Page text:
A food safety factory shutdown has Americans hunting for baby formula. Readying themselves for a covid-19 lockdown, Chinese in Beijing emptied store shelves. Emerging from lockdown, some in Shanghai are visiting well-provisioned markets. U.S.-China agricultural trade is booming, but many are still being left hungry. Food security, sustainability and safety remain issues.
Video - Heribert Dieter examines Europe-China ties in a changing geopolitical environment
For decades, European countries assumed that China is a benign force in international relations. European governments are revising their perceptions of China. One of the biggest obstacles to a more cautious policy towards Beijing was Angela Merkel's government. She insisted that business trumps politics. Her departure has marked the beginning of a new era. In particular the Greens have been insisting on a more critical approach towards the PRC. The Russian invasion in Ukraine has further fueled the skepticism towards deep co-operation with authoritarian China. Germany's China policy is central since Germany exports more to China than the next ten European Union member countries combined.
At the same time, Europe's companies have become more cautious and are no longer as eager to do business in China as in the past. Three factors ought to be considered: First, China has become too expensive due to the relatively high level of wages. Second, the new economic policies of the Communist Party emphasize domestic production and show China returning to an inward looking economic policy. Third, the disruption of supply chains has alerted managers. The high cost of shipping has at least temporarily eroded the cost advantage China used to have. Human rights in China, and particularly the treatment of Uyghurs, represents an important issue for many Europeans and European companies.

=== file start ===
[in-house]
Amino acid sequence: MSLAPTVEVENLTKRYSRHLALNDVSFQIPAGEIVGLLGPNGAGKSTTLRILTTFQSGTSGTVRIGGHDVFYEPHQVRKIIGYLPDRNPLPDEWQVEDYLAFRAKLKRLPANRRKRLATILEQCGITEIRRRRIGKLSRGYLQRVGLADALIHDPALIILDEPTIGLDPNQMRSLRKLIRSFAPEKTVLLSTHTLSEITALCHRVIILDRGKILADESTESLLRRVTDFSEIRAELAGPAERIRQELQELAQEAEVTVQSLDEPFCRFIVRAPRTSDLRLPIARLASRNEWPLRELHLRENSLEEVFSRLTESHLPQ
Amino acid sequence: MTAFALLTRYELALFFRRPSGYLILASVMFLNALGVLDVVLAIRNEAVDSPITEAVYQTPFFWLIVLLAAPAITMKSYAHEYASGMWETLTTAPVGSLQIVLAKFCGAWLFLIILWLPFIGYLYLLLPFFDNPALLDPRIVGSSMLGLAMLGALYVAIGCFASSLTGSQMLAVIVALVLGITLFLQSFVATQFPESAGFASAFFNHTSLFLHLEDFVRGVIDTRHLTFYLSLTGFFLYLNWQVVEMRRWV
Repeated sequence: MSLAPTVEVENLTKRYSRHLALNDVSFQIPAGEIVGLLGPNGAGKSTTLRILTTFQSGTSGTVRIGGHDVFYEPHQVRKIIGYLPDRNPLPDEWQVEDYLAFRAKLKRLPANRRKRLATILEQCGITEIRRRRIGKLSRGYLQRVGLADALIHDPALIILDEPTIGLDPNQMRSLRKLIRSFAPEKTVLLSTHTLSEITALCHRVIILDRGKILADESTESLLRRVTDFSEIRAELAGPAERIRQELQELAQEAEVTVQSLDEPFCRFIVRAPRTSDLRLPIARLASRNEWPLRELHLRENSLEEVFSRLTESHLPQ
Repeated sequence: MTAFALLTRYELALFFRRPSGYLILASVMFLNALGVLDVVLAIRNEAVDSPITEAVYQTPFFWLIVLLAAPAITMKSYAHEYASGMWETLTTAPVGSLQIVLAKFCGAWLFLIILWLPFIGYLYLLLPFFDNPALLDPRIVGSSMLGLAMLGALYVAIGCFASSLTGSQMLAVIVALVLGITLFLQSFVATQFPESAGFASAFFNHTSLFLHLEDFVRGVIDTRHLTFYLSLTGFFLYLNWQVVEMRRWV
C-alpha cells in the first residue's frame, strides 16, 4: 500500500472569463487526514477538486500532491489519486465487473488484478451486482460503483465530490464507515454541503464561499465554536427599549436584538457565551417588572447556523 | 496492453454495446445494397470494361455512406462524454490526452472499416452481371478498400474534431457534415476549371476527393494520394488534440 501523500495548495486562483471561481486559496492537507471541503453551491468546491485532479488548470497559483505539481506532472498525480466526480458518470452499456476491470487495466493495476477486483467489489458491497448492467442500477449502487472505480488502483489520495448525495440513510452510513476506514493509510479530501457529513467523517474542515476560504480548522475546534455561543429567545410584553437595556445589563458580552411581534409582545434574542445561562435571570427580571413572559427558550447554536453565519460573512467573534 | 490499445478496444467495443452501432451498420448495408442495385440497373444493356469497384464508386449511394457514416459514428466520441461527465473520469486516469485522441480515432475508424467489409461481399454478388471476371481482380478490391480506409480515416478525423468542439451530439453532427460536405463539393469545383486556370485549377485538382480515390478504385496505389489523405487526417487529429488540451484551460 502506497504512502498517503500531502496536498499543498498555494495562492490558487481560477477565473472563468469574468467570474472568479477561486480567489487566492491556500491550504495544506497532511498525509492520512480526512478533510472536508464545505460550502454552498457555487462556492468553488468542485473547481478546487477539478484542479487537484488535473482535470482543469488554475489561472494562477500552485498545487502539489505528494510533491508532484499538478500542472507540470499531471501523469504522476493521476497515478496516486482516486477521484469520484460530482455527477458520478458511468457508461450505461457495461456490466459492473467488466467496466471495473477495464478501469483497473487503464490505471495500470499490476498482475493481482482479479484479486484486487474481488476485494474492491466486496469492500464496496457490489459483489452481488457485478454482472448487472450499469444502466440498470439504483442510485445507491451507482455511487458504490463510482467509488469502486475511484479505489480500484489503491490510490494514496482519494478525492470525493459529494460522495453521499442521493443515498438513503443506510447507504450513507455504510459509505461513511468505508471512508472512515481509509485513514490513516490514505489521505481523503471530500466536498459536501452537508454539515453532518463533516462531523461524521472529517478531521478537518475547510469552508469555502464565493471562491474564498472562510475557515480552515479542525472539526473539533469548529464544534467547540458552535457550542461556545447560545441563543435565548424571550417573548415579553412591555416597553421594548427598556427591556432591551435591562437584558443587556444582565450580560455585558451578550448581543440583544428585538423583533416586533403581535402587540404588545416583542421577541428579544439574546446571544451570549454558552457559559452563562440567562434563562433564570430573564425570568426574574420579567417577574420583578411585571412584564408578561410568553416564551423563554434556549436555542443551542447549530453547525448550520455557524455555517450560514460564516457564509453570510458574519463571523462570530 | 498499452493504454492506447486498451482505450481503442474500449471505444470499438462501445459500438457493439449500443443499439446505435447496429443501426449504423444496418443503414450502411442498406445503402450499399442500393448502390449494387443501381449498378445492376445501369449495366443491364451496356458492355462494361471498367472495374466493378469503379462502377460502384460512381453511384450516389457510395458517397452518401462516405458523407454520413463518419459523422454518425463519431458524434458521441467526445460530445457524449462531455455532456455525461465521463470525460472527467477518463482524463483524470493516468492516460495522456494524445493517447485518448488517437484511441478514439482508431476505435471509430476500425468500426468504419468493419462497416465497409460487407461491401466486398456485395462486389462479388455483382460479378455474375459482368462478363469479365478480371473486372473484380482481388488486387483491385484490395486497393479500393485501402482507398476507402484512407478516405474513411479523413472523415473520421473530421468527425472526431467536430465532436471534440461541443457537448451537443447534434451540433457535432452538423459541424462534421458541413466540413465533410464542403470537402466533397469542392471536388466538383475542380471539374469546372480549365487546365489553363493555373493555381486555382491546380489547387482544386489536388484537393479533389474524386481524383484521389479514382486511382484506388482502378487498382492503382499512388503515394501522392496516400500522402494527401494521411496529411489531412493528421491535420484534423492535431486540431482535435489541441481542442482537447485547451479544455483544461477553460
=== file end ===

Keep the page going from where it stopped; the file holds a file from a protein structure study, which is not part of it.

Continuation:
European countries are working to define their position in the new geopolitical climate. Whereas before the war in Ukraine there was a tendency to muddle through and avoid policies that could be considered hostile by Beijing, the mood has swung towards a more self-confident approach. Whether the current policy will continue if the combined effects of massive immigration from Ukraine and potentially Russia, inflation and economic stagnation will hit European economies is difficult to forecast.
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Heribert Dieter is a senior fellow at the German Institute for International and Security Affairs, Berlin and visiting professor for International Political Economy at Zeppelin University, Lake Constance. Since 2017, he is also an associate professor at Potsdam University. He was previously a visiting professor at the University of Hong Kong and served as Director of Policy Research at the Asia Global Institute. Dieter has published eight monographs and seven edited volumes, primarily on international economic relations and regional integration. His research focuses on international trade and finance. The future of the multilateral trading system and the stability of the international financial system have been key questions in his research. In addition, he has worked on regional integration in Europe and the Asia-Pacific, particularly on supranational financial co-operation. In his current research, he analyses the rise of China.